With the hyphy movement in full ghost-ride glory, whither the other major component of Bay Area hip-hop: the political side? Let us not forget, the soil that birthed E-40 and Too $hort also produced raptivists like Paris and the Coup, focal points in an underground movement as crucial to the evolution of our regional sound as pimps and ballers. Both have remained active in the game Paris' latest compilation, Hard Truth Soldiers, hit the streets early this month, while the Coup's Epitaph Records debut, Pick a Bigger Weapon, drops April 26 yet they've already imparted their legacy onto 27-year-old T-Kash.
Clearly, the revolutionary torch has been passed into capable hands. The emcee's Turf War Syndrome (produced by Paris, and featuring a guest appearance by the Coup) sounds like the lovechild of the former's Sonic Jihad and the latter's Party Music, and if that doesn't get ears perking, it should. The beats swerve between hardcore hip-hop and West Coast G-funk, but the deal-sealer is T-Kash's authoritative, personable voice, honed to charismatic perfection through years as a radio host on KPFA's FNV, first under the tutelage of Davey-D, and then on his own. (He currently co-hosts the show with Sean Kennedy of IllTrendz it airs Fridays from 12 to 3 a.m. on 94.1 FM.)
T-Kash's mentors have taught him well. From Boots, he learned about stage presence and live performance, and discovered that "[t]here are people outside the black community who truly want to help people outside of the circle of oppression on a social level." From Paris, he gleaned the ins and outs of working in the studio: "He put me through boot camp and helped me cultivate myself." And from Davey-D, he retained the ability to articulate on a topic endlessly, but articulately.
With Turf War Syndrome, T-Kash explains, "I was trying to reach two elements." On one hand, "I'm calling out to the gangsters and thugs. I'm saying, ÔYou can be revolutionary, you can change.'" On the other hand, he's informing backpack hip-hoppers that real change happens in the streets, not "at college campuses and Starbucks." On the opener, "American Nightmare," Kash wonders Why we goin' dumb in the first place/And how we make a better way up out the worst place. The cleverly titled "How to Get Ass" doesn't proffer advice for midnight booty-call missions, but instead deals with a much hotter topic: a societal climate of constantly eroding civil liberties . "Ass," you see, is short for "assassinated," and as far as agitprop anthems go, the stuttering chorus of This is how-th-this-is-how-you-get-assassinated is right up there with PE's Don't-don't-don't-don't-don't-don't believe the hype.
"How to Get Ass" advocates not murderous treason against our chief executive, but instead details various scenarios of "how the president is trying to kill me," T-Kash explains. Similarly, "Made in America" focuses on what he calls "the real war on terror." To him, a "high-ass PG&E bill" is akin to a letter bomb, in that it might cause a ghetto resident strapped for cash to engage in illegal activity to pay it off. Slipping into the perspective of a low-level street soldier, he raps, I hit the frontline with my ammo and my canteen/Basketball and tennis shoes as a smokescreen/Shooting jumpers as the boys in blue pass me/Casually I pass cream to the crack fiends.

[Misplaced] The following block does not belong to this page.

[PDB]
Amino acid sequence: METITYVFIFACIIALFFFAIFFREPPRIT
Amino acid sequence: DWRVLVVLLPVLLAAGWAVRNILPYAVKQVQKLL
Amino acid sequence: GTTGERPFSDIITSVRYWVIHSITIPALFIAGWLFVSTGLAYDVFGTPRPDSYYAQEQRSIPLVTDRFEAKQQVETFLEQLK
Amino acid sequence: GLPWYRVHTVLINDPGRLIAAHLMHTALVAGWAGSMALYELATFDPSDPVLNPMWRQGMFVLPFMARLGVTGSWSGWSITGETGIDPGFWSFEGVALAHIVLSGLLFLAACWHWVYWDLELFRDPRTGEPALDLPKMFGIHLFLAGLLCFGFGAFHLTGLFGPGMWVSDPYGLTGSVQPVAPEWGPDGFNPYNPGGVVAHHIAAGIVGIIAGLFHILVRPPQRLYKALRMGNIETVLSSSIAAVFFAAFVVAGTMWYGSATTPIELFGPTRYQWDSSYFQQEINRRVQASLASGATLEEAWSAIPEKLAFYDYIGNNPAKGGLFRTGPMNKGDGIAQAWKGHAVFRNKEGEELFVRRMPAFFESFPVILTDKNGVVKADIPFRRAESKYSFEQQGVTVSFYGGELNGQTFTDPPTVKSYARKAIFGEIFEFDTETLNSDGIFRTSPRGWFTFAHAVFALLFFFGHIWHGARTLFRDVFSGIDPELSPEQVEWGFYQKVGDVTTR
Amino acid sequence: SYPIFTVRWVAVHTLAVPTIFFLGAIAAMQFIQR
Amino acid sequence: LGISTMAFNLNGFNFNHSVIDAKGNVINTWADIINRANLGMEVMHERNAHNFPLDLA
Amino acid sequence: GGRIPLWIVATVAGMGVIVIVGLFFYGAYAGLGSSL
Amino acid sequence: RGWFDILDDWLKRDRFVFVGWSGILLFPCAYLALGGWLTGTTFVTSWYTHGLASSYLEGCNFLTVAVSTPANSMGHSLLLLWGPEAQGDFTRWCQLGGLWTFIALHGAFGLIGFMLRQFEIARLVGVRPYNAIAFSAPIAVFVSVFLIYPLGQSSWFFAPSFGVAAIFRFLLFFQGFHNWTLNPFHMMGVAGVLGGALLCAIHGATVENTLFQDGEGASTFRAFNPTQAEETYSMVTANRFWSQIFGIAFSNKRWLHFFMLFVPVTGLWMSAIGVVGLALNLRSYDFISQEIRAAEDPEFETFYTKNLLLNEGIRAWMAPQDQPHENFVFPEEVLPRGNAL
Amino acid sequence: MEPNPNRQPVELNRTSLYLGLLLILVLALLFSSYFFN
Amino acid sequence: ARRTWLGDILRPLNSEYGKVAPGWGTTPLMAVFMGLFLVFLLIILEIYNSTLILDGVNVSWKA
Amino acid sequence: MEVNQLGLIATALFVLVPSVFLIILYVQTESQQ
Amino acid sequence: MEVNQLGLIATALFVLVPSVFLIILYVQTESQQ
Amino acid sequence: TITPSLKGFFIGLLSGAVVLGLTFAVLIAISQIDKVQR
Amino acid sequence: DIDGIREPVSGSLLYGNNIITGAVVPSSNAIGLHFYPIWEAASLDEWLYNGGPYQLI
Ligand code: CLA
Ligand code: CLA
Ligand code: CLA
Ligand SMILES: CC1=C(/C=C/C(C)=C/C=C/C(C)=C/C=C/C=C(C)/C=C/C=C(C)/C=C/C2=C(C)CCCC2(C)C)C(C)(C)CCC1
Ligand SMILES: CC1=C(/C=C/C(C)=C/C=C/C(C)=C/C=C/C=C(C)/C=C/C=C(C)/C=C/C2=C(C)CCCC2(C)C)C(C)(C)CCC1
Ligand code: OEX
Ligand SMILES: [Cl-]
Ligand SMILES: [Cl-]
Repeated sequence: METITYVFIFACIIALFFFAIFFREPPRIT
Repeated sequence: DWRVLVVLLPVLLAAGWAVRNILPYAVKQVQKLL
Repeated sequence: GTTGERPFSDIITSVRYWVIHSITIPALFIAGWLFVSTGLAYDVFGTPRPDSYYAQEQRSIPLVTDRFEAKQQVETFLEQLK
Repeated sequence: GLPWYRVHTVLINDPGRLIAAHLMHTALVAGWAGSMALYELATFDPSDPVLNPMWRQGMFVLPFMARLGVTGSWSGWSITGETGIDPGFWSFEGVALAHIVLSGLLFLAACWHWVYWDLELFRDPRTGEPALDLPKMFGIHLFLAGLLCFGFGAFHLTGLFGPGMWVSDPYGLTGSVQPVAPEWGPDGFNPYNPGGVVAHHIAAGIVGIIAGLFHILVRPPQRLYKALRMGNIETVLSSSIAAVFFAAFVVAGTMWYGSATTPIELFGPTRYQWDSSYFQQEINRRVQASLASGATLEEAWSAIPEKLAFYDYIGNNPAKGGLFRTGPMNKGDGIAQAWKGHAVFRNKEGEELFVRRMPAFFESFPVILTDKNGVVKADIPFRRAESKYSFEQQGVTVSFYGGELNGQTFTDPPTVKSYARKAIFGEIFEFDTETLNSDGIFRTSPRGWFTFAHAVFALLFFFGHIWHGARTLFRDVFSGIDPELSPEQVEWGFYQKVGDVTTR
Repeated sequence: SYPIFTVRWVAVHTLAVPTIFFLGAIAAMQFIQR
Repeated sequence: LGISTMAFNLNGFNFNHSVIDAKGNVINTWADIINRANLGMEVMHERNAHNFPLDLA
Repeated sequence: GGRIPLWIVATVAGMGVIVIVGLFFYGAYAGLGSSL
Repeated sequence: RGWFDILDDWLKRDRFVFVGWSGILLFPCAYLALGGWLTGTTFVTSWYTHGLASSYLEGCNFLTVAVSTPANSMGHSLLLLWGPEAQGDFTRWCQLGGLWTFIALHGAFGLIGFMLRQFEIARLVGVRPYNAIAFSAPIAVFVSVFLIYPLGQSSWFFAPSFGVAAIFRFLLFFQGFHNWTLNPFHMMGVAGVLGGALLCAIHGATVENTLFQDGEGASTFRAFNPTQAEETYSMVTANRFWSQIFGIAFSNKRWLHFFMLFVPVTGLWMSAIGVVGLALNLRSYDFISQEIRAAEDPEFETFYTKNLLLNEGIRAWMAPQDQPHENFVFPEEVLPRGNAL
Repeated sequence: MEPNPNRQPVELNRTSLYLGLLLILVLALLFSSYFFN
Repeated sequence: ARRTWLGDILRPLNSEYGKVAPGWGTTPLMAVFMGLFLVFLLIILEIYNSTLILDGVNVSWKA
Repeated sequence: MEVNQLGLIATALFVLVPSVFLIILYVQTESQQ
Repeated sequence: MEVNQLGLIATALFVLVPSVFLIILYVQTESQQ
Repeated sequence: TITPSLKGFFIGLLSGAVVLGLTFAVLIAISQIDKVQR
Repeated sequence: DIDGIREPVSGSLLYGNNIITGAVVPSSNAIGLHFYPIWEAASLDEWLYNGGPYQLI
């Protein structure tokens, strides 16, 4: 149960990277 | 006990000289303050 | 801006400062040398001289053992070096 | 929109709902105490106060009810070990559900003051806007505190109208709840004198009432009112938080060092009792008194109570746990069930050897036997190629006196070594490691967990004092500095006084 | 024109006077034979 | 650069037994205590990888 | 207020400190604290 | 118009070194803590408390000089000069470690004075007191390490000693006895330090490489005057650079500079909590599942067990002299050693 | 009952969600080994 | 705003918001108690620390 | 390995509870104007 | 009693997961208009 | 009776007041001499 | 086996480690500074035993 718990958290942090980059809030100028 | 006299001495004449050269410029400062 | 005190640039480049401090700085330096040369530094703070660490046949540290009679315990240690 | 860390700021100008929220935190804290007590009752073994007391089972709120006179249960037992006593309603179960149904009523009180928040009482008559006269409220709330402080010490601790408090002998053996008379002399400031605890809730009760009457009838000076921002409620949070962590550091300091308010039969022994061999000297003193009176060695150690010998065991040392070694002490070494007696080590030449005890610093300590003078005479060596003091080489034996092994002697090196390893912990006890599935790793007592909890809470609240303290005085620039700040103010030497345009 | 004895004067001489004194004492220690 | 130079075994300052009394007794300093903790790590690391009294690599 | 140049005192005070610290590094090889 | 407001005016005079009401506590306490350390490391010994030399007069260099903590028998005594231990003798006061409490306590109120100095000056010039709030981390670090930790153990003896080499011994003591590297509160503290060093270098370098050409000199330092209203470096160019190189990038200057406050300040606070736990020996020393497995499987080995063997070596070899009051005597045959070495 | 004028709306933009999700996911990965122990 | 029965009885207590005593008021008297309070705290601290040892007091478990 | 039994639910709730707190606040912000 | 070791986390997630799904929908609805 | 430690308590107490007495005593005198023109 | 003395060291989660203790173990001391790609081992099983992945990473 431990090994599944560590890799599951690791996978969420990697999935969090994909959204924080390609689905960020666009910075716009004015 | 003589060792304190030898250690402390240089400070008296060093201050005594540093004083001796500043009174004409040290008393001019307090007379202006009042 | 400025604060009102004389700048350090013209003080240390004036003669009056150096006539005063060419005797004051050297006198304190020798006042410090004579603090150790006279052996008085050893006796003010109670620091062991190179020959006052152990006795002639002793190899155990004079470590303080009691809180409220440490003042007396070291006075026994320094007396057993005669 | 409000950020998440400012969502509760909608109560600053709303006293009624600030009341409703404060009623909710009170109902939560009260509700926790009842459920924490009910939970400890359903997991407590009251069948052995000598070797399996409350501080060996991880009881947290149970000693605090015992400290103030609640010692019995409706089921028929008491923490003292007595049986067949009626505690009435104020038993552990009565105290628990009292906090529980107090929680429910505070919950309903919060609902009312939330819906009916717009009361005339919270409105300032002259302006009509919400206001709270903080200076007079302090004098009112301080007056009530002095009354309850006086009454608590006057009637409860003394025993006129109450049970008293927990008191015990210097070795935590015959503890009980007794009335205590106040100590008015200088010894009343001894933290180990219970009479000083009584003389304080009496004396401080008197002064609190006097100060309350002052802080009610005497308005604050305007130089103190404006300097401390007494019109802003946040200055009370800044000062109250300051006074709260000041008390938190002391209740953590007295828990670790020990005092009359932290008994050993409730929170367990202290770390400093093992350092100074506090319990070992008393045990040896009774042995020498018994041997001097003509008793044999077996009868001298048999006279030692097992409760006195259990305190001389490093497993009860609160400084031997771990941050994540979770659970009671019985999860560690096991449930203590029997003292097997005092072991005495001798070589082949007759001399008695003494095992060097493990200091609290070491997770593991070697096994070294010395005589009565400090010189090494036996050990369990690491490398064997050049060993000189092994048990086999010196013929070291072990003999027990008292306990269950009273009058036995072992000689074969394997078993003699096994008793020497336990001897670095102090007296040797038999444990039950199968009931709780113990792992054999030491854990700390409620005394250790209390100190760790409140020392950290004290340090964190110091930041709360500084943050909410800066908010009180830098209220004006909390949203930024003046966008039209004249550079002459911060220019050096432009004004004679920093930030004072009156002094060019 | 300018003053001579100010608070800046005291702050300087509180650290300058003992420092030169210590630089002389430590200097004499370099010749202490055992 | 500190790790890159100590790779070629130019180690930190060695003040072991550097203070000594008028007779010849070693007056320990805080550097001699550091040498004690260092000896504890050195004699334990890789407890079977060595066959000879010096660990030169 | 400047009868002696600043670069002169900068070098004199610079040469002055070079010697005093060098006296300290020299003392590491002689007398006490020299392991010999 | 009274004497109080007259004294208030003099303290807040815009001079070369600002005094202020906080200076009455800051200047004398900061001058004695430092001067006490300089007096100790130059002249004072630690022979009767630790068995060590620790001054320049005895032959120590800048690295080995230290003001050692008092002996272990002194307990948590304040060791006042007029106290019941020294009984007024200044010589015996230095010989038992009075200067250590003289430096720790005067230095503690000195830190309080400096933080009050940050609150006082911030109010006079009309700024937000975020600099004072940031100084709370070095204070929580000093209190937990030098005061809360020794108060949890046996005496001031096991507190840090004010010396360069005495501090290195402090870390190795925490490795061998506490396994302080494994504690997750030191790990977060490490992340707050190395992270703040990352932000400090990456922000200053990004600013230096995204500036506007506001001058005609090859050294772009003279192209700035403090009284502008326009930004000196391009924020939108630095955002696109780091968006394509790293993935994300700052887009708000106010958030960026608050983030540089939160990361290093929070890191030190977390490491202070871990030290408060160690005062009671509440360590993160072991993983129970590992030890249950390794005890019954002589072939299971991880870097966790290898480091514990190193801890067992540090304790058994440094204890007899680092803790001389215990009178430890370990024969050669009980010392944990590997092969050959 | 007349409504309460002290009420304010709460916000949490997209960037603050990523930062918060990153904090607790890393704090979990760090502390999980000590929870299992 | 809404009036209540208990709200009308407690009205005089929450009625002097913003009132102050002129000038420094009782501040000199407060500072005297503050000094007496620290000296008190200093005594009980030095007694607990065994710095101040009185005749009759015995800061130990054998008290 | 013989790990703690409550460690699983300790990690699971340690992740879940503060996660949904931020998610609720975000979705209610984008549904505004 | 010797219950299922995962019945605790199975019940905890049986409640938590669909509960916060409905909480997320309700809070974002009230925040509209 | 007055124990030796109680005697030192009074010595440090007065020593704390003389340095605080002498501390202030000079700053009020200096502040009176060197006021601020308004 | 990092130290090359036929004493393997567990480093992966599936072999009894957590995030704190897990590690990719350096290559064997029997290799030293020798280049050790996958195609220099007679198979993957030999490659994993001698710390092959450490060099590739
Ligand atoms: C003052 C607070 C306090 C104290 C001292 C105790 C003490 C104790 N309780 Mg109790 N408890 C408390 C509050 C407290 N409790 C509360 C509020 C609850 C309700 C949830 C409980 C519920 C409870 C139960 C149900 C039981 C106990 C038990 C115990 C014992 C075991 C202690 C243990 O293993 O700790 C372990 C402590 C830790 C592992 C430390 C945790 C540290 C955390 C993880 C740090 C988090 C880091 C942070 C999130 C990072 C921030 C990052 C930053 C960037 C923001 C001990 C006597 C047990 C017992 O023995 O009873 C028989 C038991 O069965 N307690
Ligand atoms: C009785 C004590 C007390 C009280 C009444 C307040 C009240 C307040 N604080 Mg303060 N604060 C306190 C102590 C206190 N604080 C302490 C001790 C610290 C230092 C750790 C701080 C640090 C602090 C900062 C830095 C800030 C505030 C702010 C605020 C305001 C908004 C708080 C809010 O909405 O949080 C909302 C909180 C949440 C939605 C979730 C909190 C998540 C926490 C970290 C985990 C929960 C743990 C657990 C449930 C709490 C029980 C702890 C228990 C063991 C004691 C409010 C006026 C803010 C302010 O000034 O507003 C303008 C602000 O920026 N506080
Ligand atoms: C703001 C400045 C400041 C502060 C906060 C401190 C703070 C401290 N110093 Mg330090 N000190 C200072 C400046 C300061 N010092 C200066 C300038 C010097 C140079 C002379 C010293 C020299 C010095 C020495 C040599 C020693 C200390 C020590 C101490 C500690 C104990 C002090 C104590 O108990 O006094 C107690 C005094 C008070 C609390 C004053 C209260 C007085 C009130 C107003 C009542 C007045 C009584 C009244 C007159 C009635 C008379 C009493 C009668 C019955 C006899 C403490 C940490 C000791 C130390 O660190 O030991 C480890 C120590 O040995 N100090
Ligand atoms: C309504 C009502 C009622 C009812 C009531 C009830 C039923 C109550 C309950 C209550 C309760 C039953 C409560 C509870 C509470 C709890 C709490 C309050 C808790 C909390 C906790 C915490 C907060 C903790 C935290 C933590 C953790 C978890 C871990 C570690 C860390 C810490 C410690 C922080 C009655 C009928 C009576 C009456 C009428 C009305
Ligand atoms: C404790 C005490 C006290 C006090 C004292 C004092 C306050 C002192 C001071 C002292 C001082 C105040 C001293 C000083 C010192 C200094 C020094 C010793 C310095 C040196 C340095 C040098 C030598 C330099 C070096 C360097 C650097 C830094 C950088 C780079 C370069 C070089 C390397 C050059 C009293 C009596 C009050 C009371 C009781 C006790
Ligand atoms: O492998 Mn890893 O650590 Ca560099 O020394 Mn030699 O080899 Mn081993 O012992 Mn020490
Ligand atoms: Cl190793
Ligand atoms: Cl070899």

It's evident he knows of which he speaks. At one time, T-Kash was caught up in the gangsta lifestyle, hustling in the turfs of West Oakland. His transformation happened around 2001-2002, when "the murder rate in Oakland grew so did my dead homie rate." That led to some serious self-reflection. "I was going dumb. I was going stupid. I was being hyphy," he recalls all symptoms of Turf War Syndrome.
That album title refers to an inner-city variant of Gulf War or Post-Traumatic Stress Syndrome, an affliction of which the hyphy movement is but an effect. Getting hyphy, T-Kash explains, is a "release" from the pressures of "growing up in a community full of drug use and violence," further adversely affected by "government politics ... city politics ... police brutality ...." The list goes on.
The problems don't start and end with the scraper contingent, he insists. Often, academia is a case of "the blind leading the blind"; similarly, hip-hop elitists project a "more conscious than thou" attitude. And while it may be hard out here for a pimp, it's not easy being a politically aware rapper either: "How many corporations really want to see us get our message across?" he ponders. "Honestly, there's a lot of cons" to conscious hip-hop it can be "just as hypocritical, cliquish, bitter, and redundant" as so-called unconscious rap.
For all his rebellious rhetoric, you might think T-Kash would be an overly dour kind of fellow. Yet a sense of irony and humor pervades both his music and his personality. "We have to make humor of situations to be able to digest them," he explains. And though he represents a viable alternative to the mind-numbing exhortations of the Thizz Nation, Kash doesn't necessarily see himself as the antithesis of hyphy. "I'm anti-oppression. I'm anti-negativity," he clarifies, noting that he's often supported hyphy artists by giving them exposure on the airwaves. While he appreciates the national attention hyphy has brought to the local scene, he feels it doesn't necessarily represents the entire spectrum of the region's artistic talent: "I want the Bay Area hip-hop movement; I don't necessarily want the hyphy movement," he concludes. After all, when the thizz wears off, the conditions that created Turf War Syndrome remain.
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